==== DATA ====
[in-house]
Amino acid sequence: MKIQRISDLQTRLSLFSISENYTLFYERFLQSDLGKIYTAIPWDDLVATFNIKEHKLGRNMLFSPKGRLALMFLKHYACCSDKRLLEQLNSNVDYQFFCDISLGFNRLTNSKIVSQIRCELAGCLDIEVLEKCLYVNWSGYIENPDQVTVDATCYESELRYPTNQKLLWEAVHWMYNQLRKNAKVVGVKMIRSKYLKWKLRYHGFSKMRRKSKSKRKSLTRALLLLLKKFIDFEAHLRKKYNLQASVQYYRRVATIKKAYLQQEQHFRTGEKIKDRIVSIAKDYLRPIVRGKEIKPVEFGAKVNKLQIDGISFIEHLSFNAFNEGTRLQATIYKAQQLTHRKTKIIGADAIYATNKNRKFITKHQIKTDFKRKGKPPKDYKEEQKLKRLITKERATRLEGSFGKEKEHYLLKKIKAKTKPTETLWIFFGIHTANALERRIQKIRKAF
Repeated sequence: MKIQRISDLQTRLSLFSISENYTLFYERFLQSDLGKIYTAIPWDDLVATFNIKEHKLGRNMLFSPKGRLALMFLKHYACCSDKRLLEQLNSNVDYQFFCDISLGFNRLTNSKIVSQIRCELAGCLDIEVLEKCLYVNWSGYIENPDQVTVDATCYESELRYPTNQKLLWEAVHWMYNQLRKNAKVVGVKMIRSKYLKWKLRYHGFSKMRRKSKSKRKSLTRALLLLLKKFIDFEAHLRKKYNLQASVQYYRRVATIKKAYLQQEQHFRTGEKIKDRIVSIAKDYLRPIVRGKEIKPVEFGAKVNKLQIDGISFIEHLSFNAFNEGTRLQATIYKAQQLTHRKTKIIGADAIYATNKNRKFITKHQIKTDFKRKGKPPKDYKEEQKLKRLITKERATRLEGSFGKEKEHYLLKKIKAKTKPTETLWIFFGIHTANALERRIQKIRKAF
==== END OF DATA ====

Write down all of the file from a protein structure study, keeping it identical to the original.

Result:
[in-house]
Amino acid sequence: MKIQRISDLQTRLSLFSISENYTLFYERFLQSDLGKIYTAIPWDDLVATFNIKEHKLGRNMLFSPKGRLALMFLKHYACCSDKRLLEQLNSNVDYQFFCDISLGFNRLTNSKIVSQIRCELAGCLDIEVLEKCLYVNWSGYIENPDQVTVDATCYESELRYPTNQKLLWEAVHWMYNQLRKNAKVVGVKMIRSKYLKWKLRYHGFSKMRRKSKSKRKSLTRALLLLLKKFIDFEAHLRKKYNLQASVQYYRRVATIKKAYLQQEQHFRTGEKIKDRIVSIAKDYLRPIVRGKEIKPVEFGAKVNKLQIDGISFIEHLSFNAFNEGTRLQATIYKAQQLTHRKTKIIGADAIYATNKNRKFITKHQIKTDFKRKGKPPKDYKEEQKLKRLITKERATRLEGSFGKEKEHYLLKKIKAKTKPTETLWIFFGIHTANALERRIQKIRKAF
Repeated sequence: MKIQRISDLQTRLSLFSISENYTLFYERFLQSDLGKIYTAIPWDDLVATFNIKEHKLGRNMLFSPKGRLALMFLKHYACCSDKRLLEQLNSNVDYQFFCDISLGFNRLTNSKIVSQIRCELAGCLDIEVLEKCLYVNWSGYIENPDQVTVDATCYESELRYPTNQKLLWEAVHWMYNQLRKNAKVVGVKMIRSKYLKWKLRYHGFSKMRRKSKSKRKSLTRALLLLLKKFIDFEAHLRKKYNLQASVQYYRRVATIKKAYLQQEQHFRTGEKIKDRIVSIAKDYLRPIVRGKEIKPVEFGAKVNKLQIDGISFIEHLSFNAFNEGTRLQATIYKAQQLTHRKTKIIGADAIYATNKNRKFITKHQIKTDFKRKGKPPKDYKEEQKLKRLITKERATRLEGSFGKEKEHYLLKKIKAKTKPTETLWIFFGIHTANALERRIQKIRKAF